? In that case, its value gets split into 200-character chunks, and it occupies
multiple observations in SASHELP.VMACRO.
Usually, passing positional parameters or keyword parameters uses the local symb
ol table to pass the parameter's. But below is an approach how we could use the
parameters to update the global variables.
%macro add_jack (firstvar=, secondvar=, thirdvar=);
%let &firstvar = Jack &&&firstvar;
%let &secondvar = Jack &&&secondvar;
%let &thirdvar = Jack &&&thirdvar;
%mend add_jack;
%add_jack (firstvar=var1, secondvar=var5, thirdvar=var8)
Of course, this approach adds complexities such as using three ampersands. But i
t successfully generates %LET statements that change existing global macro varia
bles. And this key technique makes it work: passing the name of a global macro v
The %EVAL function performs integer arithematic, dropping any remainders. Decima
l points are not allowed while using %eval(). %sysevalf() was invented later, to
compute decimal fractions and supports an additional second parameter, indicati
ng an operation to perform on the calculated result such as floor, ceil, int, bo
Boolean transformations returns 0 or 1, depending upon result calculated by %sys
0: the result was 0 or missing
1: the result was any other value
The %STR function defines blanks as the only possible delimiter for the %SCAN fu
nction. Because most lists in SAS programs are lists of variables or data sets,
other delimiters would hardly ever be needed.
%macro countem (list_of_words);
%local i;
%let i=0;
%if %length(&list_of_words) %then
%do %until (%scan(&list_of_words, &i+1, %str( )) = );
%let i=%eval(&i + 1);
%mend countem;
The %STR function adds leading and trailing blanks within the %INDEX function. T
hat s necessary because the %INDEX function searches for strings, not words. Witho
ut those extra blanks, the %INDEX function would, for example, never add var1 to
a list that already contains var10.
Once the final &I resolves into text, that text gets added to the program as par
t of a macro statement or as part of a SAS language statement. All of these stat
ements could utilize that generated text:
%let n_words = %countem (&var_list);
array vars {%countem (&var_list)} &var_list;
%do i=1 %to %countem (&var_list);

Tip#20 Debugging
* MPRINTNEST and MLOGICNEST, which displays the name of all currently executing
macros(in nested order) rather than just the innermost executing macro.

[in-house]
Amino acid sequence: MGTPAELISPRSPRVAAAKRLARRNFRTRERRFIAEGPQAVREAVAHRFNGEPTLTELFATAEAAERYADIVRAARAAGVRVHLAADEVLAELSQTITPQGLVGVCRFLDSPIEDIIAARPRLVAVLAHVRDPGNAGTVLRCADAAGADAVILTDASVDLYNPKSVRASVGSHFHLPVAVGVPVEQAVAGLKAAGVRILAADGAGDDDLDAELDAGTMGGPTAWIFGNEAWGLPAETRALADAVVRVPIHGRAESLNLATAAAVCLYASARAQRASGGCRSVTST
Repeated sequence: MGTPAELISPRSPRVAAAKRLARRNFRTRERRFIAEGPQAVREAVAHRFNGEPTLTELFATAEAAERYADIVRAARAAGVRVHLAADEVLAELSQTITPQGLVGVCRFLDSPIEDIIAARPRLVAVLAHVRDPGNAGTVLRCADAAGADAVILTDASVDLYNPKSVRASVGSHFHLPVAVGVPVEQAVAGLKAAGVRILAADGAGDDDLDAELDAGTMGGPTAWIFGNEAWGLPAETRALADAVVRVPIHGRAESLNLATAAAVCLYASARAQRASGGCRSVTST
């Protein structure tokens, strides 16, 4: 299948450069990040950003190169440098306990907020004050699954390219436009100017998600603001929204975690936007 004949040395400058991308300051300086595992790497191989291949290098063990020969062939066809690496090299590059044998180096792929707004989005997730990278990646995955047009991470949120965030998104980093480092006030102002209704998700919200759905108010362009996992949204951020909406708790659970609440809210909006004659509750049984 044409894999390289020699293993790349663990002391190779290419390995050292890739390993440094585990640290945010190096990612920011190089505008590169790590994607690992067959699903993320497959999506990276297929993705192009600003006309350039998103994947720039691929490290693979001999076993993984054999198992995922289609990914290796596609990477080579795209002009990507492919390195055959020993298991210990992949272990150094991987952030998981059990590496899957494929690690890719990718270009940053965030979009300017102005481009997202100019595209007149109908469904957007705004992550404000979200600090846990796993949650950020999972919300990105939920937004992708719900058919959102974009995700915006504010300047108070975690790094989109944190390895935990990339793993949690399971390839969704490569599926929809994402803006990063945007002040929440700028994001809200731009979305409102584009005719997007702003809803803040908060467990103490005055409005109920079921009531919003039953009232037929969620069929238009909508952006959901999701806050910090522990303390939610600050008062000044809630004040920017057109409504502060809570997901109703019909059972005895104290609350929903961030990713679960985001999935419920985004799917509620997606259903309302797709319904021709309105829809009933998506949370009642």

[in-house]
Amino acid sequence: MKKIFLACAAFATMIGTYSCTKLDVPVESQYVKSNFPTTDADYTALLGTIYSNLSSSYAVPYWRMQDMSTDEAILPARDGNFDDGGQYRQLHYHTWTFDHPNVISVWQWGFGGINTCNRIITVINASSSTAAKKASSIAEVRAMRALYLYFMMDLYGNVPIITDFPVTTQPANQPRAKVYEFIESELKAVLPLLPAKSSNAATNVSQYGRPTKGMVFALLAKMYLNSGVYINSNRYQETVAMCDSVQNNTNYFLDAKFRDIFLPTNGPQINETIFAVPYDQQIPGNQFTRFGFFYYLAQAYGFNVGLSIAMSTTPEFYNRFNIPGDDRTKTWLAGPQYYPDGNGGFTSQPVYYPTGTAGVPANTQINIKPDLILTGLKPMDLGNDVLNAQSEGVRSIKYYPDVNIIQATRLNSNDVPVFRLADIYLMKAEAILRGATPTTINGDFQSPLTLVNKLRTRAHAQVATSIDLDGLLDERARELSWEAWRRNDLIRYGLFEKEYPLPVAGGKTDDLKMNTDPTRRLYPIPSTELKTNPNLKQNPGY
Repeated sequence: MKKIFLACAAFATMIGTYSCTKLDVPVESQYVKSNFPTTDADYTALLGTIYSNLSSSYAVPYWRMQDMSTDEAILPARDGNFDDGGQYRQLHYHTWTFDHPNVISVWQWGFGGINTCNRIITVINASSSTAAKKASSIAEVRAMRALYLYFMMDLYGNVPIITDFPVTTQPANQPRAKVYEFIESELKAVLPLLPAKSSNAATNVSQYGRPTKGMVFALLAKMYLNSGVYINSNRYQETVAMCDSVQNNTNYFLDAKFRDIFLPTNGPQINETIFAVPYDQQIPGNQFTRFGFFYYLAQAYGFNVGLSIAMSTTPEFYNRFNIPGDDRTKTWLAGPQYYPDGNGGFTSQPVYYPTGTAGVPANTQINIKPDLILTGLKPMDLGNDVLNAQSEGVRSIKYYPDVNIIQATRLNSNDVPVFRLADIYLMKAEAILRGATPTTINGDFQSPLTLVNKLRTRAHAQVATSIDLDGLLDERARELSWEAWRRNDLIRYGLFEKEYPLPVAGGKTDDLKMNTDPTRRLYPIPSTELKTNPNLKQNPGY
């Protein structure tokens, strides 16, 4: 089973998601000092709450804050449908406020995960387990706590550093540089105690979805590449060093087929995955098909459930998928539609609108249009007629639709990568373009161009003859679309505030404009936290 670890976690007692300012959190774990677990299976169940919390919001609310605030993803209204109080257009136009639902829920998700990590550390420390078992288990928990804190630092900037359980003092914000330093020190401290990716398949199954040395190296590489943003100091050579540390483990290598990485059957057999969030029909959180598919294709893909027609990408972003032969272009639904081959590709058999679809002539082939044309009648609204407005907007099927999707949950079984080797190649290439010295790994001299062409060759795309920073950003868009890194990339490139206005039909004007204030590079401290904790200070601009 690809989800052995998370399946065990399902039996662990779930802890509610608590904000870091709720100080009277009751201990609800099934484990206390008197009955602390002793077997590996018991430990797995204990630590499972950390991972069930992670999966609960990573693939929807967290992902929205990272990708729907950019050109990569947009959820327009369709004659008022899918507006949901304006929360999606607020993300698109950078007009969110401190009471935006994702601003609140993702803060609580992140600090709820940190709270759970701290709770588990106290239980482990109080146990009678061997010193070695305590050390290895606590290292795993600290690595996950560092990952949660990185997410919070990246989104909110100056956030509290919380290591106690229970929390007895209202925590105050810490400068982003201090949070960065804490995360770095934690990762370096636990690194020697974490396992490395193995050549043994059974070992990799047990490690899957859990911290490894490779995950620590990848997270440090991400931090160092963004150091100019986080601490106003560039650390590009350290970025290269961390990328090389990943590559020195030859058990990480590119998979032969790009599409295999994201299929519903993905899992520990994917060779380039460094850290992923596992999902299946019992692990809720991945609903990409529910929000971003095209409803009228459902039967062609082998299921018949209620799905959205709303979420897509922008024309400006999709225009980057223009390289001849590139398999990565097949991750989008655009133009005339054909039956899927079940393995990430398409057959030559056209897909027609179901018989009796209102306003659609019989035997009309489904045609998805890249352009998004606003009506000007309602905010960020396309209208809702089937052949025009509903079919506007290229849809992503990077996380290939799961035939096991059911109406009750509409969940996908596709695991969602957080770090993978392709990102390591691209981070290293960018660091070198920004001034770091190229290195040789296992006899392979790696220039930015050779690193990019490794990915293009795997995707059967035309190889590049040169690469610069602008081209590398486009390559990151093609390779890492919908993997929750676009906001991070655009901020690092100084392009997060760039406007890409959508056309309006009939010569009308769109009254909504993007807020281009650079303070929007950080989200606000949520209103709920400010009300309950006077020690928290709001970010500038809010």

* MAUTOLOCDISPLAY, which displays the source of a macro when invoking it through
the autocall facility.
* It takes just two small steps to store the generated SAS statements. First, de
fine a file using keyword MPRINT as the FILENAME:
filename mprint 'path';
and second, turn on the proper options :
options mfile mprint;
That's all it takes! Running the program will now save the macro-generated SAS s
tatements designated file. The spacing and indenttation may not adhere to your u
sual high satndards, but the statements will be captured and available to run ag
ain without interference from the macro facility.
* The automatic variable &SYSMACRONAME contains the name of the currently execut
ing macro.
* Add a new parameter value to turn debug = N/Y to make sure that the debug stat
ements are in place and restrict the debug statements to execute.
Let's begin the discussion with an easy-to-use tool, the automatic macro variabl
e &SYSERR. Every data and proc steps resets the value of &SYSERR, using this sch
eme of values:
0 = 100% successful
1,2,5,6 = the user took and action that cancelled the DATA or PROC step
3 = SAS entered syntax checking mode
4 = the step generated a warning
An alternative would be to switch from &SYSERR to &SYSCC, which does not get res
et to 0 by a successful DATA or PROC step.
Beginning with SAS9.2, macro language supports the IN operator(as long as the MI
NOPERATOR option has been turned on):
%if &syserr in(0 4) %then %do;
if the option is not turned on execution would return an error mentioned below:
ERROR: Required operator not found in expression: &syserr in (0 4)
ERROR: The macro TEST will stop executing.
Halting a program is easy in sas one way is to use the endsas;
* it halts the entire program. If you are using interactive SAS, it will shut do
wn SAS entirely.
SAS also has a %ABORT statement for a similar purpose.
%macro runn (message);
%global _cancel_;
run &_cancel_;
%if &syserr > 0 %then %do;
%put *** Here is the PROBLEM ***;
%put Location: &message;
%let _cancel_=cancel;
%mend runn;
This variation nearly works, but it contains a somewhat hidden drawback. When th
e RUN CANCEL statement executes,
The macro might begin by checking whether &LOG_NAME is blank. This would be the
wrong way:
%if &log_name= %then %do;
This statement runs into trouble when the user-entered &LOG_NAME contains either
a forward slash or a dash. Depending on the operating system, those characters
could be legitimate parts of a filename. However, they also constitute arithmeti
c operators. As explained in Chapter 9, the %IF condition triggers the %EVAL fun
ction, where the combination of arithmetic operators and letters would generate
an error. This variation easily overcomes the problem:
%if %length(&log_name)=0 %then %do;
That's the safer way to check for a null value.
Those complications are beyond the scope of this book. However, note that macro
language can easily verify whether that assumption is true:
%local suffix;
%let suffix = %scan(&program_name, -1, .);
%if %qupcase(&suffix)=SAS %then %do;
As noted in Section 2.1, the %SCAN function reads from right to left when the se
cond parameter is negative. While the %UPCASE function would uppercase its argum
ent, the %QUPCASE function also quotes the result. That would be necessary if it
turns out that the last portion of the program name was not sas but was and or or . Wi
thout some sort of quoting function, these statements would be trouble:
%if AND=SAS %then %do;
%if OR=SAS %then %do;

1. open function
2. varnum function
3. close function
An automatic macro variable, &SYSPROCESSNAME, begins with the word Program for
non-interactive programs.
Another automatic variable, &SYSSCPL, returns the operating system. That info
rmation might be needed in order to execute a system command.